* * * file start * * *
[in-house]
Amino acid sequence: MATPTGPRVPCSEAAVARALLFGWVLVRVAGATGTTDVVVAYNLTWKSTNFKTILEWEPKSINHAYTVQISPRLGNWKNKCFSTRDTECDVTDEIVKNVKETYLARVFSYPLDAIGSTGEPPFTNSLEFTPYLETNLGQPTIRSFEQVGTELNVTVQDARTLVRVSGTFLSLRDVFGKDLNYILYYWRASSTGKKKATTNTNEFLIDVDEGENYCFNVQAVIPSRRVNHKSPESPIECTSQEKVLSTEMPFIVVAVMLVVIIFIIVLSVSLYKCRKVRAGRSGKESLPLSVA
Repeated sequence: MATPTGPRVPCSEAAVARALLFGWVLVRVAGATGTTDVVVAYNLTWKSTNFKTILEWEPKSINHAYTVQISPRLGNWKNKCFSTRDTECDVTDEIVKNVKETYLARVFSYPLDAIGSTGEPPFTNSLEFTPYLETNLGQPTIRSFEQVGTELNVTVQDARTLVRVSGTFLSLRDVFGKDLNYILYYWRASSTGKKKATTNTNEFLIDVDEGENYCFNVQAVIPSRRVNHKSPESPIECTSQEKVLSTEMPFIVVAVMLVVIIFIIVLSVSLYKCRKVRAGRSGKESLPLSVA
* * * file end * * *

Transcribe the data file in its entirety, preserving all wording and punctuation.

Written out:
[in-house]
Amino acid sequence: MATPTGPRVPCSEAAVARALLFGWVLVRVAGATGTTDVVVAYNLTWKSTNFKTILEWEPKSINHAYTVQISPRLGNWKNKCFSTRDTECDVTDEIVKNVKETYLARVFSYPLDAIGSTGEPPFTNSLEFTPYLETNLGQPTIRSFEQVGTELNVTVQDARTLVRVSGTFLSLRDVFGKDLNYILYYWRASSTGKKKATTNTNEFLIDVDEGENYCFNVQAVIPSRRVNHKSPESPIECTSQEKVLSTEMPFIVVAVMLVVIIFIIVLSVSLYKCRKVRAGRSGKESLPLSVA
Repeated sequence: MATPTGPRVPCSEAAVARALLFGWVLVRVAGATGTTDVVVAYNLTWKSTNFKTILEWEPKSINHAYTVQISPRLGNWKNKCFSTRDTECDVTDEIVKNVKETYLARVFSYPLDAIGSTGEPPFTNSLEFTPYLETNLGQPTIRSFEQVGTELNVTVQDARTLVRVSGTFLSLRDVFGKDLNYILYYWRASSTGKKKATTNTNEFLIDVDEGENYCFNVQAVIPSRRVNHKSPESPIECTSQEKVLSTEMPFIVVAVMLVVIIFIIVLSVSLYKCRKVRAGRSGKESLPLSVA